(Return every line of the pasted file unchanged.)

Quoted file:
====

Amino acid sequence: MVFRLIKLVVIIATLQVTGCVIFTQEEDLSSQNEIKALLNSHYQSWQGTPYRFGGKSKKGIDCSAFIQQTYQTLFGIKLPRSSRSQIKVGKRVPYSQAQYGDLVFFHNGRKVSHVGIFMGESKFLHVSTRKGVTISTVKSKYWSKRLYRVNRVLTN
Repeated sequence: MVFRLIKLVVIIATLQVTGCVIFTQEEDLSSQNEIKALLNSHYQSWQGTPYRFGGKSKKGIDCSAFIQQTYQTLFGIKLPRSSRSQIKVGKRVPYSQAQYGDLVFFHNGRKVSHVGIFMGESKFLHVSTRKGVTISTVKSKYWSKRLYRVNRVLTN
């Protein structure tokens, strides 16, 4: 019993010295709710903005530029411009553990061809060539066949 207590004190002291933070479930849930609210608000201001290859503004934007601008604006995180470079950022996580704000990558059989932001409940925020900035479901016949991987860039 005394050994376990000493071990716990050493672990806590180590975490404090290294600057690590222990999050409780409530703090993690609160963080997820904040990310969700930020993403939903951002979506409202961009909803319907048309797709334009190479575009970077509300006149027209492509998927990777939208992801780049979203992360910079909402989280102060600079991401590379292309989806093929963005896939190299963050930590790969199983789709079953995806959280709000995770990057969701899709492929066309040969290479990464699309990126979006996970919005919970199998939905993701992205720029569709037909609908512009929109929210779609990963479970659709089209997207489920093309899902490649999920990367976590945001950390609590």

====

Amino acid sequence: MVFRLIKLVVIIATLQVTGCVIFTQEEDLSSQNEIKALLNSHYQSWQGTPYRFGGKSKKGIDCSAFIQQTYQTLFGIKLPRSSRSQIKVGKRVPYSQAQYGDLVFFHNGRKVSHVGIFMGESKFLHVSTRKGVTISTVKSKYWSKRLYRVNRVLTN
Repeated sequence: MVFRLIKLVVIIATLQVTGCVIFTQEEDLSSQNEIKALLNSHYQSWQGTPYRFGGKSKKGIDCSAFIQQTYQTLFGIKLPRSSRSQIKVGKRVPYSQAQYGDLVFFHNGRKVSHVGIFMGESKFLHVSTRKGVTISTVKSKYWSKRLYRVNRVLTN
């Protein structure tokens, strides 16, 4: 019993010295709710903005530029411009553990061809060539066949 207590004190002291933070479930849930609210608000201001290859503004934007601008604006995180470079950022996580704000990558059989932001409940925020900035479901016949991987860039 005394050994376990000493071990716990050493672990806590180590975490404090290294600057690590222990999050409780409530703090993690609160963080997820904040990310969700930020993403939903951002979506409202961009909803319907048309797709334009190479575009970077509300006149027209492509998927990777939208992801780049979203992360910079909402989280102060600079991401590379292309989806093929963005896939190299963050930590790969199983789709079953995806959280709000995770990057969701899709492929066309040969290479990464699309990126979006996970919005919970199998939905993701992205720029569709037909609908512009929109929210779609990963479970659709089209997207489920093309899902490649999920990367976590945001950390609590």